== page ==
Diagnostic accuracy of Staging of Wilms’ Tumour in the era of multislice CT
- 245 Downloads
KeywordsDiagnostic Accuracy Large Tumour Small Tumour Renal Vein Renal Pelvis
To assess the diagnostic accuracy of CT in local staging of Wilms’ Tumor.
Audit of radiology reports (16 slice CT), surgical notes and histopathological reports in 24 cases of unilateral non-metastatic Wilms’ tumour (2012 to 2014).
patients were eligible. 12 boys, 12 girls, age range of 1-10 years (mean 3.9). 6 patients underwent upfront surgery (Group A) while 18 patients received 4 weeks of chemotherapy (Group B). The post chemotherapy scans were compared to gold standard in latter group.
Renal vein involvement: Present in 8 patients (all group B), CT had 100 % sensitivity, 90 % specificity, NPV 100%.
Renal sinus involvement: Present in 14 patients (4 group A, 10 group B). Sensitivity and specificity of CT was 25%, 100% for group A and 90%, 50% for group B.
Renal pelvis involvement: Present in 8 patients (1 group A, 7 group B). Sensitivity and specificity of CT was 71.4%, 81.8 % for group B and specificity of 100% for group A.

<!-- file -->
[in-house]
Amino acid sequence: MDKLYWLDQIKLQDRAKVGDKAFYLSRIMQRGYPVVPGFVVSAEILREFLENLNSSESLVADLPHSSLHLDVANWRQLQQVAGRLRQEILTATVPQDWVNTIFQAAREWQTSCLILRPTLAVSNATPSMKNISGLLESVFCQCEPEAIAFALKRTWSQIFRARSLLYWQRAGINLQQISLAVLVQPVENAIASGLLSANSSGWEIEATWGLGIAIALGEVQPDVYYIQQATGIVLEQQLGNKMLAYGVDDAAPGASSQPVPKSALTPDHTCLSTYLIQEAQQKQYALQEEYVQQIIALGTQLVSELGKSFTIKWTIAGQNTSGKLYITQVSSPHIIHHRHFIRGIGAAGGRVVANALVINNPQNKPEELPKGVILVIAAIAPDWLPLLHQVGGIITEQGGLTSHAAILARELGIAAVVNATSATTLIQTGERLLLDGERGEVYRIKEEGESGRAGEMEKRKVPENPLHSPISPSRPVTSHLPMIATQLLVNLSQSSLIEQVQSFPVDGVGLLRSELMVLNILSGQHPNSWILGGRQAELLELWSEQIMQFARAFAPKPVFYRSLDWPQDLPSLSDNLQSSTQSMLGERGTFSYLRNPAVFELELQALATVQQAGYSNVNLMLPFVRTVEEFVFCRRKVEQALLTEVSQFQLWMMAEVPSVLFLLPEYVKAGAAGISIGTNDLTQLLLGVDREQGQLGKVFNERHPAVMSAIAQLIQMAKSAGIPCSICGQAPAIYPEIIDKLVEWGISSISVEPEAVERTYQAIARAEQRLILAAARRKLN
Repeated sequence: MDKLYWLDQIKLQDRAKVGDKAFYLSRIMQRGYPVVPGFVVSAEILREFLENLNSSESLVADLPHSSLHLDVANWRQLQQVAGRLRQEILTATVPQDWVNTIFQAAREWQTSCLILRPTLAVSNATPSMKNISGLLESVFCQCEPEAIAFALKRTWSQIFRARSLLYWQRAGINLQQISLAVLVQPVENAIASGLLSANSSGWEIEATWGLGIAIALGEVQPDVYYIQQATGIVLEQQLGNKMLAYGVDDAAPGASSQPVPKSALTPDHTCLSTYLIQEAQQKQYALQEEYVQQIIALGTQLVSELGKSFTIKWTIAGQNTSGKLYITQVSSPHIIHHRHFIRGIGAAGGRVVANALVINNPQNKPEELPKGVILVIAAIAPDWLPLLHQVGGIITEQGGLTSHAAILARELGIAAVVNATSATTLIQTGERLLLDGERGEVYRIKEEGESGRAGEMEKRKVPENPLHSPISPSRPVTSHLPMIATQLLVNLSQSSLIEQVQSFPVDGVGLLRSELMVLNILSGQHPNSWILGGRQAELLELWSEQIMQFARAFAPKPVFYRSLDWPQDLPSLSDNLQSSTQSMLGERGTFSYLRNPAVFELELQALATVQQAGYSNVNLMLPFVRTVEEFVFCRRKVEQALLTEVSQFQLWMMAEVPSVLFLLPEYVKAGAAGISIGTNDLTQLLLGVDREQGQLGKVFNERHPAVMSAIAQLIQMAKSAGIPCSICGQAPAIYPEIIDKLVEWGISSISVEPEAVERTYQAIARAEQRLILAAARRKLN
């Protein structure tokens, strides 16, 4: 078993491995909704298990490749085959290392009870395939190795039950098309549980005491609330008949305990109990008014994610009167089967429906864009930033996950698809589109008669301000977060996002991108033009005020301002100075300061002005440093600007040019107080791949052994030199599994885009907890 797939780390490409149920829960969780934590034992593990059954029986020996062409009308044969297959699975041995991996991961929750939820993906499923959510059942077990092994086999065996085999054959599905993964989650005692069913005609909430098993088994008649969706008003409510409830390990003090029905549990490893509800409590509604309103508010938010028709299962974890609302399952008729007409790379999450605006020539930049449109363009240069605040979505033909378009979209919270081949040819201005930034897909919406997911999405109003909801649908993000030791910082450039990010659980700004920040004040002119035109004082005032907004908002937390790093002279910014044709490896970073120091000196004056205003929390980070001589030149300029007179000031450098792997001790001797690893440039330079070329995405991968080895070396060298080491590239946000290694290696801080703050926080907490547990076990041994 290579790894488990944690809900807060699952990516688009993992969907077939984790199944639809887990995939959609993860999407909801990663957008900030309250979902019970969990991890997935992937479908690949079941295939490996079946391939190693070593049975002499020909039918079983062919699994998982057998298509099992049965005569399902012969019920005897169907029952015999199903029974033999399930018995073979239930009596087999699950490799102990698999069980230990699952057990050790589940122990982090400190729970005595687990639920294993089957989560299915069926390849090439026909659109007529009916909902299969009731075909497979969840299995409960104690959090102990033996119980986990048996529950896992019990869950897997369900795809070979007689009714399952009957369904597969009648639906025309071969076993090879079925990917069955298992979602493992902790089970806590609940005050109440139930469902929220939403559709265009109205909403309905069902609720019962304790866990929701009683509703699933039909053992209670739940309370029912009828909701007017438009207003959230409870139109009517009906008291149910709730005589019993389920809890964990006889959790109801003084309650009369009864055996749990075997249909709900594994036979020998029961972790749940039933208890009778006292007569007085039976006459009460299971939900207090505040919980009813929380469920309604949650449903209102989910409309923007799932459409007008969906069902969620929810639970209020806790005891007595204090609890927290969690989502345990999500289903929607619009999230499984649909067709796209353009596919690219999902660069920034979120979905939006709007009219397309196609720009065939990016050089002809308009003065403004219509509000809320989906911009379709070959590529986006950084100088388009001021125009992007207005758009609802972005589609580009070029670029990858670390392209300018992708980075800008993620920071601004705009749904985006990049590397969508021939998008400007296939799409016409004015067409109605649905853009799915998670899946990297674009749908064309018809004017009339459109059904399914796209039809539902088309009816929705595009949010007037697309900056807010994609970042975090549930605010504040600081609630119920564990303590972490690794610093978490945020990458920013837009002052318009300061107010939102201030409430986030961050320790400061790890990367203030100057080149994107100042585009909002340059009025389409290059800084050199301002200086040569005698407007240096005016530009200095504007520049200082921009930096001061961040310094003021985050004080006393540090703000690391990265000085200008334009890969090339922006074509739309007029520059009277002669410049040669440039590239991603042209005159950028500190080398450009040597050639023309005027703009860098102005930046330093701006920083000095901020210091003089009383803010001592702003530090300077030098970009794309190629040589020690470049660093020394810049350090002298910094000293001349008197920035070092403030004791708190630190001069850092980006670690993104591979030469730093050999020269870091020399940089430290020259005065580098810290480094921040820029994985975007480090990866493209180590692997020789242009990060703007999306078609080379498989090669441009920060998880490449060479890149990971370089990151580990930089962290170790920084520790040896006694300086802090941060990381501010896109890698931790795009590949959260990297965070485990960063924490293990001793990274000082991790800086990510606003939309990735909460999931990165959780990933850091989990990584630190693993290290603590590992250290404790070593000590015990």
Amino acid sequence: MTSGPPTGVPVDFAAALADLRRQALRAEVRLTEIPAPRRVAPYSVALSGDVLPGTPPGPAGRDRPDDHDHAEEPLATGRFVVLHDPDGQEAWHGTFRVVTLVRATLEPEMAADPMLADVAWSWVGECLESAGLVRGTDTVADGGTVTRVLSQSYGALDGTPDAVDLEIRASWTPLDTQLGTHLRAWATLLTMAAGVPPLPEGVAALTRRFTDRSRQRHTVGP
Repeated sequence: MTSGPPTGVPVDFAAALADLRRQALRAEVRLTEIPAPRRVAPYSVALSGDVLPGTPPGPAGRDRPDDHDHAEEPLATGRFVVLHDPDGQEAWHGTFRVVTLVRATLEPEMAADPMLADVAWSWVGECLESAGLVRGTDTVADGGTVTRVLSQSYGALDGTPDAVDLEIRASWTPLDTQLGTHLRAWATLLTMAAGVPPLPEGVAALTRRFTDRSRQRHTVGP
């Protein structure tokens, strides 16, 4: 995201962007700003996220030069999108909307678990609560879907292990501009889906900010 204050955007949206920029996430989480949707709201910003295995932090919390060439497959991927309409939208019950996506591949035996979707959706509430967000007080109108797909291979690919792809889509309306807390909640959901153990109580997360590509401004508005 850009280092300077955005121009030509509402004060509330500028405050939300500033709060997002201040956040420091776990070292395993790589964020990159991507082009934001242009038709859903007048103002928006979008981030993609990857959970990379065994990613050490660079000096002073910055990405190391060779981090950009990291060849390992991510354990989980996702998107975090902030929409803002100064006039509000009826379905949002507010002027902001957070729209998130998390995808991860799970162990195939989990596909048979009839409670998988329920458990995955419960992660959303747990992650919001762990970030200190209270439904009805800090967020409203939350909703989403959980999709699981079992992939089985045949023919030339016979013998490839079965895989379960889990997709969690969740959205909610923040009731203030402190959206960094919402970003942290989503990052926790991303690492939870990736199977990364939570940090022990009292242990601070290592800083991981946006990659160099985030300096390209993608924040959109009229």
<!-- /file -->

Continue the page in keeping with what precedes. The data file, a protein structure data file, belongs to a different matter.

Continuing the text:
Renal Capsular involvement (but not necessarily the margin) was present in 6 patients (2 group A, 4 group B). Sensitivity and specificity of CT was 50%, 100% for group A and 42.8%, 75% for group B.
Overall, CT stage matched histopathological stage in 4/6 patients in group A and in 12/18 patients in group B (66.6% in both groups).
CT staging has higher specificity in upfront surgery, probably because the smaller tumour size. The sensitivity of CT staging with regards to renal vein, sinus and pelvic involvement is better than renal capsular involvement, where CT tends to over-stage disease in larger tumours.
This article is published under license to BioMed Central Ltd. This is an Open Access article distributed under the terms of the Creative Commons Attribution License (http://creativecommons.org/licenses/by/4.0), which permits unrestricted use, distribution, and reproduction in any medium, provided the original work is properly cited. The Creative Commons Public Domain Dedication waiver (http://creativecommons.org/publicdomain/zero/1.0/) applies to the data made available in this article, unless otherwise stated.